Step back in history to a time when the world rode the rails in Tiny Tracks. This charming exhibit features the M.G. Pinky Martin model train as it snakes through approximately 1,000 square feet of town and countryside. Look closely – you might be able to spot Oklahoma City landmarks, such as the Santa Fe Train Station, a working Ferris wheel or even Santa’s Little Helpers around the holidays. Don’t forget to check out the collection of railway artifacts. Peek through the windows of the fully-restored Pullman Parlor Car to get a glimpse of how people travelled in style during the early 20th century. Listen carefully – can you hear the steam hissing and the whistles blowing?
Tiny Tracks is operated and maintained by a group of knowledgeable and passionate engineers. Feel free to ask them questions – they love to talk trains!
Science and history work together to shape the path of the other. Trains and the subsequent opening of the First Transcontinental Railroad on May 10, 1869 revolutionized American life and culture. The 1,907 mile contiguous railroad line was instrumental in the settlement and development of the economy in the American West because it created a quicker, cheaper and more flexible method of transporting people and goods from coast to coast.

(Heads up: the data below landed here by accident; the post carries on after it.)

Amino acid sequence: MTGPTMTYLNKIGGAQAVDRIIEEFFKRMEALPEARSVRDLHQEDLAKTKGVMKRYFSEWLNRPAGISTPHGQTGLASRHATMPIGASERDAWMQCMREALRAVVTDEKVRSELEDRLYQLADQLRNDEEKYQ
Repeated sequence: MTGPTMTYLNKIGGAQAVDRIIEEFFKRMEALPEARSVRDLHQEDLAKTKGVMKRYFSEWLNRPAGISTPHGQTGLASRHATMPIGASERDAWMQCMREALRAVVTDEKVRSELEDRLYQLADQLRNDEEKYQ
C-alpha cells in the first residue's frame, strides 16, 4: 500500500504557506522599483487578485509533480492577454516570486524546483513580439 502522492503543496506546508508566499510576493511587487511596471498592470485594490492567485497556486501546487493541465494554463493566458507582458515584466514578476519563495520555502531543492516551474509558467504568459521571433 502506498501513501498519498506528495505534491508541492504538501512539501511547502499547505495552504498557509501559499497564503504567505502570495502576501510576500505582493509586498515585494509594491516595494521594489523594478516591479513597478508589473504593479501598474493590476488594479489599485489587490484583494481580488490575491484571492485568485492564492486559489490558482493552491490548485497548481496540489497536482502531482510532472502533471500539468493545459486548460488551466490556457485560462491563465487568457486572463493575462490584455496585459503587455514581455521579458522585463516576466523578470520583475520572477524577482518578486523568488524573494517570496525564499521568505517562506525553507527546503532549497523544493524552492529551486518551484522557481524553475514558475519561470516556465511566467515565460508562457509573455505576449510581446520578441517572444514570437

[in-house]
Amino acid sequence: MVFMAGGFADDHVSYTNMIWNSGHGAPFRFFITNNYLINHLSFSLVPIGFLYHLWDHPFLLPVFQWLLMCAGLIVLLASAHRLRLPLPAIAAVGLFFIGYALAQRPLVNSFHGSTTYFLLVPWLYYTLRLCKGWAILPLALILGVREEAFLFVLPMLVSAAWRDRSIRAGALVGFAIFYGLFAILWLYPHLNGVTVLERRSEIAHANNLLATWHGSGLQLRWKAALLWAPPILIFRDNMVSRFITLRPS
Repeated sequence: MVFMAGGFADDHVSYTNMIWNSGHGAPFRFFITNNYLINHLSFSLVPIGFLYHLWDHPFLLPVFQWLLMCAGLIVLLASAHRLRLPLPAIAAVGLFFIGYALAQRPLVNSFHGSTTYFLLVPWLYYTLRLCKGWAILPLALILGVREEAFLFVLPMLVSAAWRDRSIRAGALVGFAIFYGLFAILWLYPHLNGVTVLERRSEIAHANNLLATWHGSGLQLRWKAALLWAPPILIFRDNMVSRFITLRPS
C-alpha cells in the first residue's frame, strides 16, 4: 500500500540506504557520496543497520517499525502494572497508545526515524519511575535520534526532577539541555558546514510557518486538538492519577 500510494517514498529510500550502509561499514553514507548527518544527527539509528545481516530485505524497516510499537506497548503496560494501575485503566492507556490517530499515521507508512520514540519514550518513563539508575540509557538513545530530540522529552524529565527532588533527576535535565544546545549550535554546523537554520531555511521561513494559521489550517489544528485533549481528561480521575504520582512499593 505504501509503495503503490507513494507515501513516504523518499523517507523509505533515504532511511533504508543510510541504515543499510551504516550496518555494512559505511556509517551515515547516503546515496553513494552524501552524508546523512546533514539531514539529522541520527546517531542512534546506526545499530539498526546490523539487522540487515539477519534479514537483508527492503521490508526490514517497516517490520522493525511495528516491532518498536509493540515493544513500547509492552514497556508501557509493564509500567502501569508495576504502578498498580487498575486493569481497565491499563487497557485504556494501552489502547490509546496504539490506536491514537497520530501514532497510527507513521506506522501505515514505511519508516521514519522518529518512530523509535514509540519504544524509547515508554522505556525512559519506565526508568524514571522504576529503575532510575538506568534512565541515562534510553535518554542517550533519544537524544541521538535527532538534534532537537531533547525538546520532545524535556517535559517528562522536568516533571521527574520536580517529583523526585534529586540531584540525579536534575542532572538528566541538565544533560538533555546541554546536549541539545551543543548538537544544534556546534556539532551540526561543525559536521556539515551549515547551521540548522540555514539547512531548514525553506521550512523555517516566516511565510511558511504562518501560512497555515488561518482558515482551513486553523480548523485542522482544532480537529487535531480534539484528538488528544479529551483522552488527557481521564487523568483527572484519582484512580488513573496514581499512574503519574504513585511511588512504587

The science of trains depended heavily on the idea of locomotion, the act or power of moving from place to place. From the development of steam engines in the early 19th century and their dominance through the mid-20th century, to the rise of electric locomotive models, Amtrak and even subways, trains and the national railways system played a crucial role in the growth of the United States and Oklahoma history.
Tiny Tracks not only explores the evolution of trains and railroads, but also the effects of motorization, electric current and friction on the miniature versions, all crucial elements in keeping these tiny trains chugging along.
It’s real! Fully-restored to its former glory, The 1930s era Pullman Parlor Car was moved to Science Museum Oklahoma in 1981. In fact, a portion of the building was actually built around the train car! Tours of the Parlor Car are given during Spring and Winter breaks, as well as by private reservation.